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Glaucoma – Topic Overview

What is glaucoma?

Glaucoma is the name for a group of eye diseases that damage the optic nerve. The optic nerve, which carries information from theeye to the brain, is in the back of the eye. When the nerve is damaged, you can lose your vision.

At first, people with glaucoma lose side (peripheral) vision. But if the disease is not treated, vision loss may get worse. This can lead to total blindness over time.

There are three types of glaucoma.

  • Open-angle glaucoma is the most common form in the United States. In this type of glaucoma, the optic nerve is damaged bit by bit. This slowly leads to loss of eyesight. One eye may be affected more than the other. Sometimes much of your eyesight may be lost before you notice it.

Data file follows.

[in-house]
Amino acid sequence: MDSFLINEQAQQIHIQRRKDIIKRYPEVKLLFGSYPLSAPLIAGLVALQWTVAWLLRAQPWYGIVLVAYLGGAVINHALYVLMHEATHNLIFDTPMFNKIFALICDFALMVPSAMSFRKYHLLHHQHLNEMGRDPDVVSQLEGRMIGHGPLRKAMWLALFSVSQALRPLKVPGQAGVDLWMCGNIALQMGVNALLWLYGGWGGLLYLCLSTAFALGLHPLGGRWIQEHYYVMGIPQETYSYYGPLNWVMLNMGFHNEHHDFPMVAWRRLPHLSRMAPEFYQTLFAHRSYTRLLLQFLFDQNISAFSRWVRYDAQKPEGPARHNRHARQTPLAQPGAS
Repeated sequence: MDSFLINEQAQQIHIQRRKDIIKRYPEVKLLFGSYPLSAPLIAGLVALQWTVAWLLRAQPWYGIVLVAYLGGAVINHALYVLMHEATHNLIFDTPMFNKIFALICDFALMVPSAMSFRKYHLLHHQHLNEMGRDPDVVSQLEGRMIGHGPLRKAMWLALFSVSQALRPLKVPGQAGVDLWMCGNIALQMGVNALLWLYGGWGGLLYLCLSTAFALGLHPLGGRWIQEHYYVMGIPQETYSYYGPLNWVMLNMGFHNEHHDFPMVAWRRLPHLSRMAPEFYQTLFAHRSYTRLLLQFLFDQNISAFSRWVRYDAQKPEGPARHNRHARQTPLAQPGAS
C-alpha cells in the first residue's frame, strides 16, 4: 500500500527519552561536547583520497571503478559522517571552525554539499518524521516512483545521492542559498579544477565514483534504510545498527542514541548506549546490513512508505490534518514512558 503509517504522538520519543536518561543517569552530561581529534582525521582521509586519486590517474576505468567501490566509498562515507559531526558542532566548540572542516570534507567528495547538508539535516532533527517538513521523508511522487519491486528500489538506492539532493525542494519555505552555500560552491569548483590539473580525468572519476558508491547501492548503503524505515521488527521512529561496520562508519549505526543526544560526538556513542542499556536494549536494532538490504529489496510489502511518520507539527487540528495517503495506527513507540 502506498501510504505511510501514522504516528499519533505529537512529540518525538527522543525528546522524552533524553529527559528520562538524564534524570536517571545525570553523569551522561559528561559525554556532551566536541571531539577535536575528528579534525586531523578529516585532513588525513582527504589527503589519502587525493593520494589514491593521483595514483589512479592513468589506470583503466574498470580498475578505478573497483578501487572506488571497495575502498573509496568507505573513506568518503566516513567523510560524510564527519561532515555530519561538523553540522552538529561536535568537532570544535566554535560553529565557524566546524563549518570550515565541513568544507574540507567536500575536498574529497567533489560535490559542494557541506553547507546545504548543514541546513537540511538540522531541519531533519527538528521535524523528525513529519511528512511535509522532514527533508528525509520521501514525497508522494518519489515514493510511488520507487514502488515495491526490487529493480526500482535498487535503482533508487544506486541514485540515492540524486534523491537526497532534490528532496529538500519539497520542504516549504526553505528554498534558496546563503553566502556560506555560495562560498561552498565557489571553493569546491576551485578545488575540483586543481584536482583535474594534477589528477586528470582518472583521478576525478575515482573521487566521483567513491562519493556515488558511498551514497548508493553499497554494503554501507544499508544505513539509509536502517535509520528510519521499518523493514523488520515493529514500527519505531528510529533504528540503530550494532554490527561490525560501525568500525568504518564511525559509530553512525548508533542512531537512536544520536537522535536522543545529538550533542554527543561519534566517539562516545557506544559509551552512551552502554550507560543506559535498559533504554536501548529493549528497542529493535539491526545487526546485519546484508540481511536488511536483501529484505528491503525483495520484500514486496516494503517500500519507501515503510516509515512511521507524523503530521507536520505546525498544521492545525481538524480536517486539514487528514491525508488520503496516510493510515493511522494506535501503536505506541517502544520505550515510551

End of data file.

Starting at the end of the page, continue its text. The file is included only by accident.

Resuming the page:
• Closed-angle glaucoma is less common. About 10% of all glaucoma cases in the United States are closed-angle. In this type of glaucoma, the colored part of the eye (iris) and the lens block movement of fluid between the chambers of your eye. This causes pressure to build up and the iris to press on the drainage system of the eye. (See a picture of the iris and lens.) A related type is sudden (acute) closed-angle glaucoma. It is often an emergency. If you get this acute form, you will need medical care right away to prevent permanent damage to your eye.
  • Congenital glaucoma is a rare form of glaucoma that some infants have at birth. Some children and young adults can also get a type of the disease.

source: http://www.webmd.com/eye-health/tc/glaucoma-topic-overview